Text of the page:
Accused investment manager's million-dollar home up for sale

(WBIR - KNOXVILLE) - The million-dollar West Knox County home of a former investment manager accused of stealing clients' money and lying about it is up for sale.

Jacqueline J. Stanfill's five-bedroom, 7,700-square-foot house at 7010 Stone Mill Drive in the Westmoreland Heights subdivision is being offered at $1.649 million. That's less than its assessed Knox County value of $1.8 million.

The home was advertised online four days ago and can be seen here.

U.S. Bankruptcy Judge Suzanne H. Bauknight last month approved a bid by former clients to force Stanfill into bankruptcy. They allege that Stanfill took their money, assured them she was investing it in legitimate accounts but was actually spending the money for her own personal benefit.

Attorneys say they suspect there are at least 21 victims, including family members, who are missing a total of nearly $7 million that Stanfill claimed to have invested in retirement, college funds, and other accounts.

Clients in court have accused her of living a lavish lifestyle that included furnishing and upgrading the house on Stone Mill Drive and taking extravagant vacations such as one in June 2013 to the south of France.

Related:Clients say Knoxville woman stole millions for life of luxury

More:Suit claims Knoxville financial firm stole $1.16 million

Stanfill has not been charged with a crime. Several clients are suing her in Knox County Chancery Court, seeking to recover investments.

Stanfill's spouse is Regina Lambert, a Knoxville attorney who represents a same-sex couple challenging Tennessee's refusal to recognize gay unions performed in other states. Lambert has not been charged and is not named as a defendant in the bankruptcy petition.

A creditors' meeting is set for Monday in U.S. Bankruptcy Court in Knoxville.

Stanfill operated Stanfill Wealth Management LLC out of office space off Northshore Drive. In recent years she also had pursued entrepreneurial efforts including a social media meet-up app called Spontivity. A Facebook page now largely dormant describes the project here.

Grey Steed has been appointed by the court to serve as bankruptcy trustee. He is preserving the estate so assets can be sold to meet claims.

Steed has submitted a flurry of records in recent weeks in the Stanfill bankruptcy including a request to hire Powell Auction to help sell of Stanfill assets.

Records filed and entered last week in court show show Stanfill has assets of about $2.63 million and liabilities of $1.656 million.

Assets include the house and 3 acres on Westland Drive.. Liabilities include secured claims by banks totaling $1.4 million and $256,817 in unsecured claims, according to records.

Household goods and furnishings are valued at $40,000. About $40,000 in jewelry is now being held by the Federal Bureau of Investigation, according to court records.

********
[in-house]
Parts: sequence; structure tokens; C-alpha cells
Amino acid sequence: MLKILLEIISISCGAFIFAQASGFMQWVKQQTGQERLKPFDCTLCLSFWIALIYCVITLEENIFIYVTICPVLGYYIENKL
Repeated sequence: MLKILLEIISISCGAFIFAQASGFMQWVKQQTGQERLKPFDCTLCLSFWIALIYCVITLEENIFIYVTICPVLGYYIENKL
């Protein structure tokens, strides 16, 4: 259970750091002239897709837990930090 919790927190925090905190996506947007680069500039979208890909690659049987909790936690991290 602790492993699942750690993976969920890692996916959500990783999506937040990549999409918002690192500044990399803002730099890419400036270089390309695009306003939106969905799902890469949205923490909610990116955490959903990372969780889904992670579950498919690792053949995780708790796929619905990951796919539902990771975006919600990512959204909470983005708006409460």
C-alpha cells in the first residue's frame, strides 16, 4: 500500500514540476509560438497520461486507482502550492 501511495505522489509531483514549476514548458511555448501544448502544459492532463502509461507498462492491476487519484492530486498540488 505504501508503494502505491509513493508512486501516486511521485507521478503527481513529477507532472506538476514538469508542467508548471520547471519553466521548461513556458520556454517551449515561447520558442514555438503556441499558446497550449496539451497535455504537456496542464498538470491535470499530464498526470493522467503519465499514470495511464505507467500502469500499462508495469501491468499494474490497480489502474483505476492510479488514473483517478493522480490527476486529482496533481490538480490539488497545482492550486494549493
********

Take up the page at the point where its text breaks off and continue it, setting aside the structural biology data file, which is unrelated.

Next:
Stanfill, documents show, has a 50 percent ownership in an entity identified as Madison Tucker GP. It owns two pieces of real estate in Knoxville - a commercial piece at 3523 Sutherland Ave. and a small rental home at 3520 Lyle Ave. Their value is unknown.

Stanfill also owns about $25,000 in office furnishings that were used at her former office at 1111 Northshore Drive.

In terms of other personal property, records show this notation: "Fifth Amendment asserted as to all other business entities."

FBI agents raided Stanfill's office earlier this year. U.S. prosecutors have acknowledged in court an ongoing criminal investigation.

Records show Stanfill has faced action in court several times before.

In 2009, Gordon and Christine Parton filed suit in Knox County Circuit again Jacqueline Stanfill and an entity known as Stanfill Development Group. The firm had the same address on Northshore as Stanfill Wealth Management.

The Partons alleged that Jacqueline Stanfill had purchased annuities for them for investment purposes. In 2005, she told them she was getting out of the financial services business and that their accounts would take care of themselves, the lawsuit states.

When the Partons tried a couple times to reach her subsequently, they couldn't find her.

Then, in September 2008, she suddenly surfaced, according to the lawsuit. According to the Partons, she approached them and said she was concerned about the financial performance of their annuities and that they weren't as healthy in light of the recession.

She advised them to change investment options. She told them she cared about them and wanted them to do well, according to the lawsuit.

Convinced by Stanfill, the lawsuit states, the Partons let her buy annuities from different providers.

The Partons, however, allege that they then discovered that their original annuity firms had been fine financially. They suffered financial hardship amounting to more than $250,000 because of her advice that they sell. And they say Stanfill earned a commission for herself based on her own advice that they switch annuities.

The parties settled the lawsuit in 2011, records show.

In December 2011, records show, Mountain Commerce Bank filed suit against Jacqueline Stanfill and Stanfill Development Group in Knox County Chancer Court.

In March 2007, Stanfill executed a promissory note with the bank for $750,000. The note was modified in March 2008 to raise the total principal to $875,000, according to the lawsuit.

Also, the bank alleged, Stanfill took out a second note of $524,250 in May 2007.

In November 2011, the bank demanded payment. The next month, it filed suit, alleging that Stanfill and her firm were in default.

Five months later, a dismissal order was issued noting the parties had resolved the action.


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